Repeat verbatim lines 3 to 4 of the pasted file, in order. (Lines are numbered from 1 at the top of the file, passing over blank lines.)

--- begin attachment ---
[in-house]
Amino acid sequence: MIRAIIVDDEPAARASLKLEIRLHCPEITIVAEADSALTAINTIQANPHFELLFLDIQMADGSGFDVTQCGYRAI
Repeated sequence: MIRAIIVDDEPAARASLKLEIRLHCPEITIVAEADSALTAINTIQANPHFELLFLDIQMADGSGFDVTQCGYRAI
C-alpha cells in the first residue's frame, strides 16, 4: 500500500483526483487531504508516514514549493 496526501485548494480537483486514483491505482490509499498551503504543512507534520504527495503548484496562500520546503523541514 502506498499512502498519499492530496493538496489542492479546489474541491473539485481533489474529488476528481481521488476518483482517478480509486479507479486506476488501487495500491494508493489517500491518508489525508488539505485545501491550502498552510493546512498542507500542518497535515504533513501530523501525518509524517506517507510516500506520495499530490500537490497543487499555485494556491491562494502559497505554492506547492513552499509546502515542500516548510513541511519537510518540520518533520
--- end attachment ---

Repeated sequence: MIRAIIVDDEPAARASLKLEIRLHCPEITIVAEADSALTAINTIQANPHFELLFLDIQMADGSGFDVTQCGYRAI
C-alpha cells in the first residue's frame, strides 16, 4: 500500500483526483487531504508516514514549493 496526501485548494480537483486514483491505482490509499498551503504543512507534520504527495503548484496562500520546503523541514 502506498499512502498519499492530496493538496489542492479546489474541491473539485481533489474529488476528481481521488476518483482517478480509486479507479486506476488501487495500491494508493489517500491518508489525508488539505485545501491550502498552510493546512498542507500542518497535515504533513501530523501525518509524517506517507510516500506520495499530490500537490497543487499555485494556491491562494502559497505554492506547492513552499509546502515542500516548510513541511519537510518540520518533520